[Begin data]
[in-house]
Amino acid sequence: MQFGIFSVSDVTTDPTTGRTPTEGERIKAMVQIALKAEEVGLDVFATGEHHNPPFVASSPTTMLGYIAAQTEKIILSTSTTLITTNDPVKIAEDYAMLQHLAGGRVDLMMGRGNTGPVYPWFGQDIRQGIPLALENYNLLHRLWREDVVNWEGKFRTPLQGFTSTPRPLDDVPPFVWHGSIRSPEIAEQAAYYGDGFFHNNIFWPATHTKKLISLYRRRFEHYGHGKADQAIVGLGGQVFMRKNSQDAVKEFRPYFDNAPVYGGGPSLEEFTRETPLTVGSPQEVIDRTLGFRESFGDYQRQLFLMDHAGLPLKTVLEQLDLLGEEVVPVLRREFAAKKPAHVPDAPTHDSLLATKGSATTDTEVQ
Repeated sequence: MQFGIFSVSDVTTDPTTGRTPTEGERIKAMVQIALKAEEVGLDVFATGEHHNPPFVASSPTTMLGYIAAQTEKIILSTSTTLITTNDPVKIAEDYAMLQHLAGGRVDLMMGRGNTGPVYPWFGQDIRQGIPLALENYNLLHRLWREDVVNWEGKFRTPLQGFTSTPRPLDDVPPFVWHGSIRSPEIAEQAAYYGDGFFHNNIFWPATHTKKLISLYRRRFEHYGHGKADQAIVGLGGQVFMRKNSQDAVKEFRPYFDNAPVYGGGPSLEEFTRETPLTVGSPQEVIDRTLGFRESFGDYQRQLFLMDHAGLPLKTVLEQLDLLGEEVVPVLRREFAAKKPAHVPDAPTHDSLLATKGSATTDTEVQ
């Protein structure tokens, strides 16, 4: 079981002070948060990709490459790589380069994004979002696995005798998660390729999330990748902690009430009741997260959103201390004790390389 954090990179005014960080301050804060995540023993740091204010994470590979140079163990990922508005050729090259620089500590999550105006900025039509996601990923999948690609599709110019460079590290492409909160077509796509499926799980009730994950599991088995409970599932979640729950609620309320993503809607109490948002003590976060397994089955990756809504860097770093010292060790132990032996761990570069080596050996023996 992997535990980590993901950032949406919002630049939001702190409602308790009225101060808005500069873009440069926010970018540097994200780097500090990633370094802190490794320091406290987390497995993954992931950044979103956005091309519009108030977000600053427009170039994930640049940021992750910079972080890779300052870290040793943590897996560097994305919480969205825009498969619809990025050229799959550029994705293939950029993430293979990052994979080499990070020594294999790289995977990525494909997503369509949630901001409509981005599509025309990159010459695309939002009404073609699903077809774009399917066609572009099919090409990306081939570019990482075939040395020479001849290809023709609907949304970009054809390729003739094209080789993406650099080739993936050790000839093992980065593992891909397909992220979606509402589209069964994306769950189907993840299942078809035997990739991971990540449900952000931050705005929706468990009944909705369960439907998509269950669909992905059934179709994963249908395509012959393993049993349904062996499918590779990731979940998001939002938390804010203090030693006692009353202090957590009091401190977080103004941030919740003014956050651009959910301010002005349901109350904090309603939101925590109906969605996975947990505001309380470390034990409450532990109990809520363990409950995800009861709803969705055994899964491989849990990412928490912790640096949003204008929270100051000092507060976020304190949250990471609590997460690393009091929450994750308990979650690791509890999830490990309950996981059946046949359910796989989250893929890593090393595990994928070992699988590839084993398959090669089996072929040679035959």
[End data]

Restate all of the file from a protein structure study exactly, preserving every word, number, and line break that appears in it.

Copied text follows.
[in-house]
Amino acid sequence: MQFGIFSVSDVTTDPTTGRTPTEGERIKAMVQIALKAEEVGLDVFATGEHHNPPFVASSPTTMLGYIAAQTEKIILSTSTTLITTNDPVKIAEDYAMLQHLAGGRVDLMMGRGNTGPVYPWFGQDIRQGIPLALENYNLLHRLWREDVVNWEGKFRTPLQGFTSTPRPLDDVPPFVWHGSIRSPEIAEQAAYYGDGFFHNNIFWPATHTKKLISLYRRRFEHYGHGKADQAIVGLGGQVFMRKNSQDAVKEFRPYFDNAPVYGGGPSLEEFTRETPLTVGSPQEVIDRTLGFRESFGDYQRQLFLMDHAGLPLKTVLEQLDLLGEEVVPVLRREFAAKKPAHVPDAPTHDSLLATKGSATTDTEVQ
Repeated sequence: MQFGIFSVSDVTTDPTTGRTPTEGERIKAMVQIALKAEEVGLDVFATGEHHNPPFVASSPTTMLGYIAAQTEKIILSTSTTLITTNDPVKIAEDYAMLQHLAGGRVDLMMGRGNTGPVYPWFGQDIRQGIPLALENYNLLHRLWREDVVNWEGKFRTPLQGFTSTPRPLDDVPPFVWHGSIRSPEIAEQAAYYGDGFFHNNIFWPATHTKKLISLYRRRFEHYGHGKADQAIVGLGGQVFMRKNSQDAVKEFRPYFDNAPVYGGGPSLEEFTRETPLTVGSPQEVIDRTLGFRESFGDYQRQLFLMDHAGLPLKTVLEQLDLLGEEVVPVLRREFAAKKPAHVPDAPTHDSLLATKGSATTDTEVQ
């Protein structure tokens, strides 16, 4: 079981002070948060990709490459790589380069994004979002696995005798998660390729999330990748902690009430009741997260959103201390004790390389 954090990179005014960080301050804060995540023993740091204010994470590979140079163990990922508005050729090259620089500590999550105006900025039509996601990923999948690609599709110019460079590290492409909160077509796509499926799980009730994950599991088995409970599932979640729950609620309320993503809607109490948002003590976060397994089955990756809504860097770093010292060790132990032996761990570069080596050996023996 992997535990980590993901950032949406919002630049939001702190409602308790009225101060808005500069873009440069926010970018540097994200780097500090990633370094802190490794320091406290987390497995993954992931950044979103956005091309519009108030977000600053427009170039994930640049940021992750910079972080890779300052870290040793943590897996560097994305919480969205825009498969619809990025050229799959550029994705293939950029993430293979990052994979080499990070020594294999790289995977990525494909997503369509949630901001409509981005599509025309990159010459695309939002009404073609699903077809774009399917066609572009099919090409990306081939570019990482075939040395020479001849290809023709609907949304970009054809390729003739094209080789993406650099080739993936050790000839093992980065593992891909397909992220979606509402589209069964994306769950189907993840299942078809035997990739991971990540449900952000931050705005929706468990009944909705369960439907998509269950669909992905059934179709994963249908395509012959393993049993349904062996499918590779990731979940998001939002938390804010203090030693006692009353202090957590009091401190977080103004941030919740003014956050651009959910301010002005349901109350904090309603939101925590109906969605996975947990505001309380470390034990409450532990109990809520363990409950995800009861709803969705055994899964491989849990990412928490912790640096949003204008929270100051000092507060976020304190949250990471609590997460690393009091929450994750308990979650690791509890999830490990309950996981059946046949359910796989989250893929890593090393595990994928070992699988590839084993398959090669089996072929040679035959």